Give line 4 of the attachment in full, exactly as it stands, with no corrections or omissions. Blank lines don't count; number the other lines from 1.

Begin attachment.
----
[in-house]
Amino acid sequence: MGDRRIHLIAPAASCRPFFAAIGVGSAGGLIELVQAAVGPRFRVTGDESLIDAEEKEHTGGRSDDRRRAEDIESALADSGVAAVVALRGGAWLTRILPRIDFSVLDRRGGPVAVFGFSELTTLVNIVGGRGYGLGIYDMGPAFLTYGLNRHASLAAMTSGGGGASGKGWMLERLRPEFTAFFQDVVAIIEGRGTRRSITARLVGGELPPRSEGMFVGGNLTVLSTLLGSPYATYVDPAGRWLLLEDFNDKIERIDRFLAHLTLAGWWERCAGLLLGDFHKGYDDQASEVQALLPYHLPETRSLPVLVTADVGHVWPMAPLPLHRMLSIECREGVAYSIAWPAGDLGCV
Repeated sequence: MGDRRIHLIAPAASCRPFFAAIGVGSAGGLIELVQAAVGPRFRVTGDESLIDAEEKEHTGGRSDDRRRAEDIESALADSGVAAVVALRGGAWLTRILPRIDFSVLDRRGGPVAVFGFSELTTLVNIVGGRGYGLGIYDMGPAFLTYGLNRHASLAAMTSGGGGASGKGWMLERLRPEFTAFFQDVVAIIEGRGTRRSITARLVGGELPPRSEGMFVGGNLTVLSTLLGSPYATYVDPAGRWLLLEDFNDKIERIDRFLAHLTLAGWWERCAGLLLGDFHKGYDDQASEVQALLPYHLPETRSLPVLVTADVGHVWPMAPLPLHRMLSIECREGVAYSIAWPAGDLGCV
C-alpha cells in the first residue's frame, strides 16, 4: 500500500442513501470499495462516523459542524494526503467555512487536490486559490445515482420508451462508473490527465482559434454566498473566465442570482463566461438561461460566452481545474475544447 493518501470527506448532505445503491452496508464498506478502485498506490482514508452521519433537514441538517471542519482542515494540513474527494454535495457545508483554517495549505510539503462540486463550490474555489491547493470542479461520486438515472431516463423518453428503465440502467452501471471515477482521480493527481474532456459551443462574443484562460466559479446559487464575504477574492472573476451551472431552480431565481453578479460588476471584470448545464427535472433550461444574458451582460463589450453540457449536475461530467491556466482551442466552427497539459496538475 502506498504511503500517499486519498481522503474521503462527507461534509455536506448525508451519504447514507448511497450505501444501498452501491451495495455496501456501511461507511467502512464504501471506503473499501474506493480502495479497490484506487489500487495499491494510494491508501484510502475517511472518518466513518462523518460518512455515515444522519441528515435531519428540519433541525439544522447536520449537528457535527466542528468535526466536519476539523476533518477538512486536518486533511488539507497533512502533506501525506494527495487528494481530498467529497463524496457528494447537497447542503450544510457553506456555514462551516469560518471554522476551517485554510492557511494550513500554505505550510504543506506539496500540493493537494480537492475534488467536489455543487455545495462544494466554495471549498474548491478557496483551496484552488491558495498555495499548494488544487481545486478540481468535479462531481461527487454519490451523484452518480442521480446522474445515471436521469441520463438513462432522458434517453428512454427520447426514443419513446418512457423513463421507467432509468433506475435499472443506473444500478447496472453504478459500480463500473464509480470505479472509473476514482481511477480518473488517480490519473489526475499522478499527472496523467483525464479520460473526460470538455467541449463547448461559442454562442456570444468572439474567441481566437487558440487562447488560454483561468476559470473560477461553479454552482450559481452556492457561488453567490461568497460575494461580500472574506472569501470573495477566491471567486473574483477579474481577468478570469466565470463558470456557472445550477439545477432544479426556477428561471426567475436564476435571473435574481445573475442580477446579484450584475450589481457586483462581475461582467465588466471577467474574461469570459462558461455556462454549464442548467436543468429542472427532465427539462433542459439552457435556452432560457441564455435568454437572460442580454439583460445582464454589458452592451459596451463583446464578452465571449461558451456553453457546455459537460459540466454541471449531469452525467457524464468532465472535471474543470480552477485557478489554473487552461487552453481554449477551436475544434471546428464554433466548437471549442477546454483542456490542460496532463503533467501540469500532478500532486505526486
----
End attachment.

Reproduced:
C-alpha cells in the first residue's frame, strides 16, 4: 500500500442513501470499495462516523459542524494526503467555512487536490486559490445515482420508451462508473490527465482559434454566498473566465442570482463566461438561461460566452481545474475544447 493518501470527506448532505445503491452496508464498506478502485498506490482514508452521519433537514441538517471542519482542515494540513474527494454535495457545508483554517495549505510539503462540486463550490474555489491547493470542479461520486438515472431516463423518453428503465440502467452501471471515477482521480493527481474532456459551443462574443484562460466559479446559487464575504477574492472573476451551472431552480431565481453578479460588476471584470448545464427535472433550461444574458451582460463589450453540457449536475461530467491556466482551442466552427497539459496538475 502506498504511503500517499486519498481522503474521503462527507461534509455536506448525508451519504447514507448511497450505501444501498452501491451495495455496501456501511461507511467502512464504501471506503473499501474506493480502495479497490484506487489500487495499491494510494491508501484510502475517511472518518466513518462523518460518512455515515444522519441528515435531519428540519433541525439544522447536520449537528457535527466542528468535526466536519476539523476533518477538512486536518486533511488539507497533512502533506501525506494527495487528494481530498467529497463524496457528494447537497447542503450544510457553506456555514462551516469560518471554522476551517485554510492557511494550513500554505505550510504543506506539496500540493493537494480537492475534488467536489455543487455545495462544494466554495471549498474548491478557496483551496484552488491558495498555495499548494488544487481545486478540481468535479462531481461527487454519490451523484452518480442521480446522474445515471436521469441520463438513462432522458434517453428512454427520447426514443419513446418512457423513463421507467432509468433506475435499472443506473444500478447496472453504478459500480463500473464509480470505479472509473476514482481511477480518473488517480490519473489526475499522478499527472496523467483525464479520460473526460470538455467541449463547448461559442454562442456570444468572439474567441481566437487558440487562447488560454483561468476559470473560477461553479454552482450559481452556492457561488453567490461568497460575494461580500472574506472569501470573495477566491471567486473574483477579474481577468478570469466565470463558470456557472445550477439545477432544479426556477428561471426567475436564476435571473435574481445573475442580477446579484450584475450589481457586483462581475461582467465588466471577467474574461469570459462558461455556462454549464442548467436543468429542472427532465427539462433542459439552457435556452432560457441564455435568454437572460442580454439583460445582464454589458452592451459596451463583446464578452465571449461558451456553453457546455459537460459540466454541471449531469452525467457524464468532465472535471474543470480552477485557478489554473487552461487552453481554449477551436475544434471546428464554433466548437471549442477546454483542456490542460496532463503533467501540469500532478500532486505526486